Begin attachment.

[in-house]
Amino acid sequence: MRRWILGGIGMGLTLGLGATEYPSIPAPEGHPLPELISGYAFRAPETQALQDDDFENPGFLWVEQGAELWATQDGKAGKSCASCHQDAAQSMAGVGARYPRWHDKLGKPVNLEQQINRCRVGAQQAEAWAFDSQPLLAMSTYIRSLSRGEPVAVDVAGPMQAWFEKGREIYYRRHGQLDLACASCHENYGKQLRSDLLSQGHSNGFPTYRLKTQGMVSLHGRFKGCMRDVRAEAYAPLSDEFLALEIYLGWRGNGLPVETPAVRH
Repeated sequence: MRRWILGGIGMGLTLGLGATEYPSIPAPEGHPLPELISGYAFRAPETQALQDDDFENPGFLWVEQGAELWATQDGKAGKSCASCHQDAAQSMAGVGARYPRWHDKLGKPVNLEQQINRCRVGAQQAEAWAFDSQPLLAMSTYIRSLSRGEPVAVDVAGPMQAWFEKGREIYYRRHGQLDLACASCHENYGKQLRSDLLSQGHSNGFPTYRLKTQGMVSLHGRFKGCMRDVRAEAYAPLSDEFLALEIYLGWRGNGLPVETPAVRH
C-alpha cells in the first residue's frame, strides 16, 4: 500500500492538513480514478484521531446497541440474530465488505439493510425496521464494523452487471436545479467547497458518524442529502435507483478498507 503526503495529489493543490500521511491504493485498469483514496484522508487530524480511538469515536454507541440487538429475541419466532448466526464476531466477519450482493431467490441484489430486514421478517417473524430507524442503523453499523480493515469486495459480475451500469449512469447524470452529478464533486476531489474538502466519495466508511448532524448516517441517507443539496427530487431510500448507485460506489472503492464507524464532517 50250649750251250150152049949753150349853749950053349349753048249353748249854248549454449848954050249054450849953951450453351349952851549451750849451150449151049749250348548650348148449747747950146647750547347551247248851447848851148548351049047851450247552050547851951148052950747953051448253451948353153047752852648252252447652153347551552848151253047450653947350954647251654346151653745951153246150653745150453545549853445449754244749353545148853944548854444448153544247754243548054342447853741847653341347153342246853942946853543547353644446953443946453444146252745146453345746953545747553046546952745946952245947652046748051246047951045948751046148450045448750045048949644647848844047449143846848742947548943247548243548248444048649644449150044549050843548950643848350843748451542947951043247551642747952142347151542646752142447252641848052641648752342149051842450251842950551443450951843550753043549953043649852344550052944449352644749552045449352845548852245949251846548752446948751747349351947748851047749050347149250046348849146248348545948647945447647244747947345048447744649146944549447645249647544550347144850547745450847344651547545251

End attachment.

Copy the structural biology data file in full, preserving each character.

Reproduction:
[in-house]
Amino acid sequence: MRRWILGGIGMGLTLGLGATEYPSIPAPEGHPLPELISGYAFRAPETQALQDDDFENPGFLWVEQGAELWATQDGKAGKSCASCHQDAAQSMAGVGARYPRWHDKLGKPVNLEQQINRCRVGAQQAEAWAFDSQPLLAMSTYIRSLSRGEPVAVDVAGPMQAWFEKGREIYYRRHGQLDLACASCHENYGKQLRSDLLSQGHSNGFPTYRLKTQGMVSLHGRFKGCMRDVRAEAYAPLSDEFLALEIYLGWRGNGLPVETPAVRH
Repeated sequence: MRRWILGGIGMGLTLGLGATEYPSIPAPEGHPLPELISGYAFRAPETQALQDDDFENPGFLWVEQGAELWATQDGKAGKSCASCHQDAAQSMAGVGARYPRWHDKLGKPVNLEQQINRCRVGAQQAEAWAFDSQPLLAMSTYIRSLSRGEPVAVDVAGPMQAWFEKGREIYYRRHGQLDLACASCHENYGKQLRSDLLSQGHSNGFPTYRLKTQGMVSLHGRFKGCMRDVRAEAYAPLSDEFLALEIYLGWRGNGLPVETPAVRH
C-alpha cells in the first residue's frame, strides 16, 4: 500500500492538513480514478484521531446497541440474530465488505439493510425496521464494523452487471436545479467547497458518524442529502435507483478498507 503526503495529489493543490500521511491504493485498469483514496484522508487530524480511538469515536454507541440487538429475541419466532448466526464476531466477519450482493431467490441484489430486514421478517417473524430507524442503523453499523480493515469486495459480475451500469449512469447524470452529478464533486476531489474538502466519495466508511448532524448516517441517507443539496427530487431510500448507485460506489472503492464507524464532517 50250649750251250150152049949753150349853749950053349349753048249353748249854248549454449848954050249054450849953951450453351349952851549451750849451150449151049749250348548650348148449747747950146647750547347551247248851447848851148548351049047851450247552050547851951148052950747953051448253451948353153047752852648252252447652153347551552848151253047450653947350954647251654346151653745951153246150653745150453545549853445449754244749353545148853944548854444448153544247754243548054342447853741847653341347153342246853942946853543547353644446953443946453444146252745146453345746953545747553046546952745946952245947652046748051246047951045948751046148450045448750045048949644647848844047449143846848742947548943247548243548248444048649644449150044549050843548950643848350843748451542947951043247551642747952142347151542646752142447252641848052641648752342149051842450251842950551443450951843550753043549953043649852344550052944449352644749552045449352845548852245949251846548752446948751747349351947748851047749050347149250046348849146248348545948647945447647244747947345048447744649146944549447645249647544550347144850547745450847344651547545251